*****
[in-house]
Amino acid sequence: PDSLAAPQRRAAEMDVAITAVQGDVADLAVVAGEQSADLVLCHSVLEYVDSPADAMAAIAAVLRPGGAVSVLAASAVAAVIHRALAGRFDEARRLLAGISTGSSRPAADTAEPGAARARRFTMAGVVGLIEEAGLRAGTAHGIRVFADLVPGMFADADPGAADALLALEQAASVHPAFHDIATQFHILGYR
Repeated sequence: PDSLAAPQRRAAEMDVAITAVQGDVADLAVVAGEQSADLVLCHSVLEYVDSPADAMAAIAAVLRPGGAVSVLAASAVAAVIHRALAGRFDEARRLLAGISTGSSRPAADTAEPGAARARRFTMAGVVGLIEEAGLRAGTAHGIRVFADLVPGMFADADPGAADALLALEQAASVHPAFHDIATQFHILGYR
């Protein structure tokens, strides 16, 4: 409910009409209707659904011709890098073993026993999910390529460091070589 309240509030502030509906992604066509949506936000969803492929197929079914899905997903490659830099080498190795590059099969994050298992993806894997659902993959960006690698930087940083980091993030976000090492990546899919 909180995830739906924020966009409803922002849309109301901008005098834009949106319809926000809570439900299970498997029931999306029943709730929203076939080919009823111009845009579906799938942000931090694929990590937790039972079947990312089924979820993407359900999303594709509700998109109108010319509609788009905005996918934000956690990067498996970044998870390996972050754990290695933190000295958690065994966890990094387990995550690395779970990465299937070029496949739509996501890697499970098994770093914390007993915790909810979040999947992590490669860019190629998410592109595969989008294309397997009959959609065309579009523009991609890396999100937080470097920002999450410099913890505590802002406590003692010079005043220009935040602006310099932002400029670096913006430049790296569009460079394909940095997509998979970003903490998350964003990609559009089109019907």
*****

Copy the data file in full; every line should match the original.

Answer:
[in-house]
Amino acid sequence: PDSLAAPQRRAAEMDVAITAVQGDVADLAVVAGEQSADLVLCHSVLEYVDSPADAMAAIAAVLRPGGAVSVLAASAVAAVIHRALAGRFDEARRLLAGISTGSSRPAADTAEPGAARARRFTMAGVVGLIEEAGLRAGTAHGIRVFADLVPGMFADADPGAADALLALEQAASVHPAFHDIATQFHILGYR
Repeated sequence: PDSLAAPQRRAAEMDVAITAVQGDVADLAVVAGEQSADLVLCHSVLEYVDSPADAMAAIAAVLRPGGAVSVLAASAVAAVIHRALAGRFDEARRLLAGISTGSSRPAADTAEPGAARARRFTMAGVVGLIEEAGLRAGTAHGIRVFADLVPGMFADADPGAADALLALEQAASVHPAFHDIATQFHILGYR
């Protein structure tokens, strides 16, 4: 409910009409209707659904011709890098073993026993999910390529460091070589 309240509030502030509906992604066509949506936000969803492929197929079914899905997903490659830099080498190795590059099969994050298992993806894997659902993959960006690698930087940083980091993030976000090492990546899919 909180995830739906924020966009409803922002849309109301901008005098834009949106319809926000809570439900299970498997029931999306029943709730929203076939080919009823111009845009579906799938942000931090694929990590937790039972079947990312089924979820993407359900999303594709509700998109109108010319509609788009905005996918934000956690990067498996970044998870390996972050754990290695933190000295958690065994966890990094387990995550690395779970990465299937070029496949739509996501890697499970098994770093914390007993915790909810979040999947992590490669860019190629998410592109595969989008294309397997009959959609065309579009523009991609890396999100937080470097920002999450410099913890505590802002406590003692010079005043220009935040602006310099932002400029670096913006430049790296569009460079394909940095997509998979970003903490998350964003990609559009089109019907």